Date of Award

Spring 5-2012

Degree Type

Dissertation

Degree Name

Doctor of Musical Arts (DMA)

Department

Music

Committee Chair

Dr. John Wooton

Committee Chair Department

Music

Committee Member 2

Dr. Edward Hafer

Committee Member 2 Department

Music

Committee Member 3

Dr. Joseph Brumbeloe

Committee Member 3 Department

Music

Committee Member 4

Dr. Daniel Beard

Committee Member 4 Department

Music

Committee Member 5

Dr. Richard Perry

Committee Member 5 Department

Music

Abstract

The Vibraphone is the most recent addition to the mallet percussion family. In the last sixty to seventy years, the vibraphone has emerged as a legitimate jazz, concert, and solo percussion instrument. The wealth of literature, both solo and pedagogical, is a testament to the instrument’s gain in popularity whether in a solo or ensemble setting. Since its creation in the early 1920s, composers, performers, and pedagogues within the jazz, classical, and percussion genres have contributed to the instrument’s rapid gain in popularity.

The physical characteristics unique to the vibraphone require the performer to use techniques often not applicable to other mallet percussion instruments. A certain level of proficiency with four-mallet chord voicings, mallet dampening, pedaling, and extended techniques is essential for success on the instrument. However, these techniques have certainly contributed to the vibraphones limited accessibility to high school students, band directors, young undergraduate students, and even some college professors.

The purpose of this study is to introduce four idiomatic practices of vibraphone performance, provide an adequate sampling of the wealth of solo literature and a review of selected, current pedagogical material, and finally to present information about other miscellaneous aspects associated with the instrument to students and teachers alike with little or no experience on vibraphone. From this study, an individual should gain a working knowledge of vibraphone techniques, familiarity with solo literature and method books, as well as information on mallets, publishers, artists, etc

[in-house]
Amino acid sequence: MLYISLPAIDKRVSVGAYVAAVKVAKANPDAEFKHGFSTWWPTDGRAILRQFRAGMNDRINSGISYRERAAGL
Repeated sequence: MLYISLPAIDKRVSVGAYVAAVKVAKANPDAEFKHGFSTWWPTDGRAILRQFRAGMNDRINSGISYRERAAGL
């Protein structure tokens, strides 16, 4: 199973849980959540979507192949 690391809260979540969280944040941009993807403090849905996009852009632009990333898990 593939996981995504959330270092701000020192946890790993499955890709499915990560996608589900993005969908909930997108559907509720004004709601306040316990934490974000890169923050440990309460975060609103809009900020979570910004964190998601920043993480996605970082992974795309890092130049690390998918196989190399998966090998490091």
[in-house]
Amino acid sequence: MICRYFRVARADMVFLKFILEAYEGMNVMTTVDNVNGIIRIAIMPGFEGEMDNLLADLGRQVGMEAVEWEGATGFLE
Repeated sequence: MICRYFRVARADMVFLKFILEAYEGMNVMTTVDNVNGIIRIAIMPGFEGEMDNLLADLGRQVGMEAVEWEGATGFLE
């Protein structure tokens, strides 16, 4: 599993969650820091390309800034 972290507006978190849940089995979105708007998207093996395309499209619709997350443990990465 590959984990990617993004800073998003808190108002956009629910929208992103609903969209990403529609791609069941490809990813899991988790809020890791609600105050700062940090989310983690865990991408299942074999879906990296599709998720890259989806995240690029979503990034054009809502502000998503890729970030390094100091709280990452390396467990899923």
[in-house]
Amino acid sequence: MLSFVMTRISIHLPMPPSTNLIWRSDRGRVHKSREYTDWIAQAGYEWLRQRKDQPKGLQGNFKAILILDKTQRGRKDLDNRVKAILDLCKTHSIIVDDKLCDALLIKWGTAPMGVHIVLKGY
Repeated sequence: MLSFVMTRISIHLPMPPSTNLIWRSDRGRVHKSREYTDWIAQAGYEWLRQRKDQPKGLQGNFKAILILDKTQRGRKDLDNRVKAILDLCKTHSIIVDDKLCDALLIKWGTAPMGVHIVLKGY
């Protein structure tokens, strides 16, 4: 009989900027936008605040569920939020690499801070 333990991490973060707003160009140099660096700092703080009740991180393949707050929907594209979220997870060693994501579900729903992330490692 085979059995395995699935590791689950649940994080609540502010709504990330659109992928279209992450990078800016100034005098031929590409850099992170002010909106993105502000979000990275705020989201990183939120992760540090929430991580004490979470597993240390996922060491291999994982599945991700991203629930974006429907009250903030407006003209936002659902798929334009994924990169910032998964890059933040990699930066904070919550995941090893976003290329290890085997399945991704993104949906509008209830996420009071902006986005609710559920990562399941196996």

A lecture recital entitled: Four Idiomatic Practices on Vibraphone as Presented Through Works by Several Prominent Composers, was presented on the topic on March 27, 2011, with the program as follows: Nature Boy by Eden Ahbez; First Kiss by J. C. Combs; Concerto for Vibraphone, mvt. II by Ney Rosauro; Mourning Dove Sonnet by Christopher Deane. Each selection contains a thorough representation of a certain practice idiomatic to the vibraphone. The paper will address each of these idiomatic practices through three contrasting musical compositions by prominent percussion composers and one popular/jazz tune arranged for the instrument; see program above. This literature was chosen to help the individual with the techniques required to play vibraphone due to the presence of a given technique, as well as to gain familiarity with important composers and literature.

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